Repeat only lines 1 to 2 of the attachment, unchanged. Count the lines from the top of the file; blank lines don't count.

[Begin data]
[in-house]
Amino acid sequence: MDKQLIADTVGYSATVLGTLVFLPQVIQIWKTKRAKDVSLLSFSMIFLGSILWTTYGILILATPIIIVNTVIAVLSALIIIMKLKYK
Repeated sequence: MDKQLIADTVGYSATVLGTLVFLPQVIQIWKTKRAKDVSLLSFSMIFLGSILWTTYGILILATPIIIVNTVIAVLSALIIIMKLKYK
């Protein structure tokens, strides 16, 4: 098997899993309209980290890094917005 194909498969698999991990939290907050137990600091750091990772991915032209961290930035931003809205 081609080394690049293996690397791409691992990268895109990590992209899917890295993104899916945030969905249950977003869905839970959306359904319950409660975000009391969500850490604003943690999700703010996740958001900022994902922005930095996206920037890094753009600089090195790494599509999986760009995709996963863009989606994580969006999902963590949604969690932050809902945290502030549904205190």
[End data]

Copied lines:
[in-house]
Amino acid sequence: MDKQLIADTVGYSATVLGTLVFLPQVIQIWKTKRAKDVSLLSFSMIFLGSILWTTYGILILATPIIIVNTVIAVLSALIIIMKLKYK